Variabilichromis moorii is one of those fish that you might easily overlook if you see them at the wrong time. However, catch them at the right time and you won’t be able to take your eyes off of them. When not in breeding dress, V. moorii can look drab with its brown coloration. They tend to be somewhat shy and overly aggressive fish can stress them. When it comes to breeding or trying to attract a female, this fish does an amazing transformation into a black, silky body with glowing blue edges along the edges of its fins. It is at this time when their beauty can really be seen.
Native to the southern part of Lake Tanganyika, V. moorii can be found in rocky shallow waters. Once a male and female pair up, the female will lay its eggs along the walls of a cave. The male will generally stay close by to guard the entrance. They are very secretive spawners and many hobbyists don’t even know they have fry until they are large enough to venture out of the cave. To discuss Variabilichromis moorii, visit the Lake Tanganyika forum.
Italdraghe harvester to remove water hyacinth from Lake Victoria. Photo from DredgingToday.com
An Italdraghe harvester is heading to Lake Victoria to attempt to alleviate some of the problems caused by water hyacinth. As has been reported in this blog, water hyacinth (Eichhornia crassipes) is an aquatic plant native to the Amazon basin that has caused significant problems outside its native water. In Lake Victoria, with no natural population control, water hyacinth has covered large areas of the lake. Large mats of water hyacinth reduce oxygen levels in the water which in turn affect fish survival. The plant also affects foods supplies and increases mosquito borne diseases to the people living and depending on the lake.
For more information on the Italdraghe harvester and to see some more pictures, visit DredgingToday.com.
A short video by Thomas Jetter showing a pair of Uaru amphiacanthoides guarding their fry.
Native to Brazil and Guyana, Uaru amphiacanthoides makes its home in both brackish and freshwater rivers and streams. In the wild U. amphiacanthoides feeds on both plant matter and crustaceans, but does very well on a mostly herbivore diet in aquariums. Often called by its common name; the triangle cichlid is relatively rare in the hobby, but can be found by determined hobbyists. This species is rather peaceful and do well in groups of other U. amphiacanthoides and many other fish. Adults can get upwards of 10 or more inches in length. Like Discus, newly hatched fry will feed off of the slime coat of the parents.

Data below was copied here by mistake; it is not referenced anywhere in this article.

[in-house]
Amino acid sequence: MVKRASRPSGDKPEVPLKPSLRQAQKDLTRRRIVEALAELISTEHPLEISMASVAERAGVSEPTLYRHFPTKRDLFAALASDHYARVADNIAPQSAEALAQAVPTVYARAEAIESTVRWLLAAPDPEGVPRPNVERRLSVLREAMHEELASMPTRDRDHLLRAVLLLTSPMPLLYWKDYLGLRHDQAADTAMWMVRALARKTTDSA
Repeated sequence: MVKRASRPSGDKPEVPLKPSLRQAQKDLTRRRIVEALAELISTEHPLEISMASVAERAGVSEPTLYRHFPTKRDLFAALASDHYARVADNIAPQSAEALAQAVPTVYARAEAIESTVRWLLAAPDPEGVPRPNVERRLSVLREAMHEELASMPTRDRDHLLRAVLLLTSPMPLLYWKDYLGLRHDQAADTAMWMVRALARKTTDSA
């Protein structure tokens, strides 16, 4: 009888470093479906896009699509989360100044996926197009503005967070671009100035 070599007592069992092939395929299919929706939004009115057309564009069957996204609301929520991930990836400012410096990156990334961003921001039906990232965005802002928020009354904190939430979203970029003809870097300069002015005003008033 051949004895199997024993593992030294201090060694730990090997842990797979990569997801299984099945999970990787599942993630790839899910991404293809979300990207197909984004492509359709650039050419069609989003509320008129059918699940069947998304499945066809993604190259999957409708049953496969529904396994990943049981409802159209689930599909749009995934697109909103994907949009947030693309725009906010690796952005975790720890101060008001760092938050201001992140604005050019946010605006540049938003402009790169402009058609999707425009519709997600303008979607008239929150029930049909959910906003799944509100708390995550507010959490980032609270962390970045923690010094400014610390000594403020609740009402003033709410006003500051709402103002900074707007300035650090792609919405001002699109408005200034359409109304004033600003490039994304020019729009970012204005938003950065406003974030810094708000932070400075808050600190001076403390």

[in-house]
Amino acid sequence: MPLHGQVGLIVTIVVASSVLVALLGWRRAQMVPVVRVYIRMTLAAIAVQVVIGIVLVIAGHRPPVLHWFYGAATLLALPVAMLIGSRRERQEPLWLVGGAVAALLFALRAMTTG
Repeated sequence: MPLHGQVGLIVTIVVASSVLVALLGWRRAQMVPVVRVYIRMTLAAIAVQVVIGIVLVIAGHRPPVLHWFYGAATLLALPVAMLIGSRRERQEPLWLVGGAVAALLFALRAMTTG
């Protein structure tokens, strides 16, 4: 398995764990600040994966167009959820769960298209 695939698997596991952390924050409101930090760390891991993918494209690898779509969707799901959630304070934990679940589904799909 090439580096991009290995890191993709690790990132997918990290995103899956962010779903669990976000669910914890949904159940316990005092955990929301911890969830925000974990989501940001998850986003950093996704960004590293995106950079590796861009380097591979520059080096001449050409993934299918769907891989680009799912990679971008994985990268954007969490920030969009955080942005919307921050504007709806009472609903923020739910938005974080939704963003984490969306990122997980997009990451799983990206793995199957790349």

Amazon river heavily loaded with sediment. Photo by NASA
Dam construction continues at a fast pace to meet the growing demand for electricity in South America. It is estimated that there are over 400 existing, in construction or planned dams dotting the Amazon river basin. The dangers to the aquatic biodiversity come from an excess buildup of sediments (as seen in the picture above) and toxins like mercury used in gold mining. Dams also destroy natural ecosystems and prevent fish migration essential to reproduction. A two part article on Mongabay details the dangers to the Amazon river as a result of all the existing and future planned dams. If you are a cichlid fan, especially of New World cichlids, these new dams could threaten many of the species you love and also species yet to be discovered and collected.
Enantiopus sp. “Kilesa”. Photo by Benjamin L. Smith
Enantiopus sp. “Kilesa” is one of those fish that is on many hobbyist’s wishlists, but rarely fulfilled. These cichlids can be found on the sandy western shores of Lake Tanganyika. The males, as seen above, are incredibly colorful. The colors and display they put on always intensifies when spawning or challenging other males. One of the reasons these fish aren’t more popular is that they can be delicate to both stress and water quality. Transporting, moving and even startling the fish can cause them to become stressed and die. Water quality is also a big issue with E. sp. “Kilesa”.